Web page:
The annual fundraiser for Youth Center Inc. commenced after an official ribbon cutting Wednesday at the former Simmons Furniture Store on Park Street, now being transformed into work/live space by owners William and Francie Anne Riley.
I'm not so sure this is the right message to send to young viewers, but with the fertilization of an egg, Bridget Jones goes from disconsolate, self-described old maid to highly sought after mother of the heir to one of these suddenly very competitive suitors. These guys have cash. Each has his own way of fluttering his feathers in the hope of convincing her lady fair that he'd be the ideal consort.
Director Clint Eastwood's "Sully," detailing the little-told backstory of Capt. Chesley "Sully" Sullenberger's "Miracle on the Hudson," is a competently dramatized paean to a very deserving hero, and much more entertaining than I had anticipated.
Sure, Tom Hanks is going to be as good as ever, and Eastwood will bring his journeyman skill to the work. But in capturing the idea of a human being functioning at his very best, Todd Komarnicki's swell adaptation of the book, "Highest Duty," by Sull
After 28 years at Mass MoCA, Jennifer Trainer Thompson is moving on to take the reigns of Hancock Shaker Village.
Hancock Shaker Village announced on Wednesday that Thompson will take over as the new president and CEO in December. She takes over for Linda Steigleder, who is stepping down from the position after five years.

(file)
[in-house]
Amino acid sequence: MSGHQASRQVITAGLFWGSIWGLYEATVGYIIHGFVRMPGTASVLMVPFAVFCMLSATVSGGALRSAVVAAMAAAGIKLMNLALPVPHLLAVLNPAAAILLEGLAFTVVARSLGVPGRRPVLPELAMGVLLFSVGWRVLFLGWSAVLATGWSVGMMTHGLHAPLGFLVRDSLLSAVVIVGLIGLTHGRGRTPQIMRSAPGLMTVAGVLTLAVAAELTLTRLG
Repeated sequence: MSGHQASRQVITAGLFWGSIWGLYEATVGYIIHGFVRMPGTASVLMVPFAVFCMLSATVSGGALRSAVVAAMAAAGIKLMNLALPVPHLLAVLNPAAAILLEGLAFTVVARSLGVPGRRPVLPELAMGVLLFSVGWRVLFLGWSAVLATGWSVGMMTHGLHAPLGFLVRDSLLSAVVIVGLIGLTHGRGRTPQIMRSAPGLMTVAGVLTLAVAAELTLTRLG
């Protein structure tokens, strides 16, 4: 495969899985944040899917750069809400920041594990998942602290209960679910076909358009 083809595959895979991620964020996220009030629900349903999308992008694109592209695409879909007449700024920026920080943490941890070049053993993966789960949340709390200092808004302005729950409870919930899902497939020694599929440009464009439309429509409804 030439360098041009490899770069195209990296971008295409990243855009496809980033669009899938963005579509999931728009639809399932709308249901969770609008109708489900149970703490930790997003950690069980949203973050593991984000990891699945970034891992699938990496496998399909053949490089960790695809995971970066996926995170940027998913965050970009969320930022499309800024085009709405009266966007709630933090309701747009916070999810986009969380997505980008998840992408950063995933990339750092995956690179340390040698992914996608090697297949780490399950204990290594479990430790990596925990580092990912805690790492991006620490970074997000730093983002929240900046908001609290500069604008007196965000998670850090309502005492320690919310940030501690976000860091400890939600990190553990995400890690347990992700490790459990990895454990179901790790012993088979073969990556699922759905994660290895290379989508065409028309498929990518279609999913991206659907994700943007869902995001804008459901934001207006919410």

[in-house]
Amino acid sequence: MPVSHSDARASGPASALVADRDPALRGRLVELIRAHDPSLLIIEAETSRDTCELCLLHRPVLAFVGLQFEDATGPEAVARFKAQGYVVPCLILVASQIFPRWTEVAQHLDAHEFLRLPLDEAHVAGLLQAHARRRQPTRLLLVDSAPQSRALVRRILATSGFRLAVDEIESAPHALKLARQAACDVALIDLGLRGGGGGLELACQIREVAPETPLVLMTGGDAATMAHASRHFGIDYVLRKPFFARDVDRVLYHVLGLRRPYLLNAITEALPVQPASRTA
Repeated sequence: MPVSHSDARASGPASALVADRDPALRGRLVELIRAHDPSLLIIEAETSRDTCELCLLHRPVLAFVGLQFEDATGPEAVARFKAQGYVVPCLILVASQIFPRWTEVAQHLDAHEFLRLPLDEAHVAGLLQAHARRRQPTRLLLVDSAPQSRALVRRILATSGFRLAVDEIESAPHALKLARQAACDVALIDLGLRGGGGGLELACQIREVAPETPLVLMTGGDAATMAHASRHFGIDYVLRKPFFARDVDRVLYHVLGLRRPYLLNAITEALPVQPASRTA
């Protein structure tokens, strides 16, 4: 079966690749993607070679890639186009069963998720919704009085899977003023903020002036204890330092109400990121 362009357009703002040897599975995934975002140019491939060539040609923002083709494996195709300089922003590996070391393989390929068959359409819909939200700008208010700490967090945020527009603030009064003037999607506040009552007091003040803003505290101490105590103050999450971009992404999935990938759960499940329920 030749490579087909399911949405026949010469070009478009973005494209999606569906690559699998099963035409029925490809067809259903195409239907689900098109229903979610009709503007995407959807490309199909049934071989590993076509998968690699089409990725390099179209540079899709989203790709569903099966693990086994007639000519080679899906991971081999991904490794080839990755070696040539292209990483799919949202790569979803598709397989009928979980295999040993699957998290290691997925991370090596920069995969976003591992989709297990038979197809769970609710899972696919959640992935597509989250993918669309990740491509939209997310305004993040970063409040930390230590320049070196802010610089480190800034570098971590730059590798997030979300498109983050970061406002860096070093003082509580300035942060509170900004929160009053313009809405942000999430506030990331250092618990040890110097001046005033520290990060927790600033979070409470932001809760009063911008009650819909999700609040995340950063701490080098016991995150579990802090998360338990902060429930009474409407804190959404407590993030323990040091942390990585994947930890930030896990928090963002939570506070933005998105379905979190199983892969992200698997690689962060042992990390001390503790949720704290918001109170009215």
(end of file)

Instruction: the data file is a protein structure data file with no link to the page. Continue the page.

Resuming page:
The collaboration applies an innovative process that the collective has developed through projects across the globe. Ghana ThinkTank collects problems in communities throughout the United States and Europe and sends them to citizen think tanks they've created in "developing" countries like Ghana, Cuba, and El Salvador.
Common Folk is ready to expand and bring a permanent creative energy downtown.
Jessica Sweeney, co-founder and creative director of the North Adams-based artist collective, has seen the group grow and fluctuate through its early beginnings as a small collection of creative people to a force capable of hosting music festivals.
The given is that both principals in Tanne's decidedly friendly treatment are altruists dedicated to "making a difference" in this world. Thus, those who don't agree that the viciously intransigent political atmosphere during President Obama's terms in office frittered away America's opportunity to make important progress may not enjoy the significance of the movie.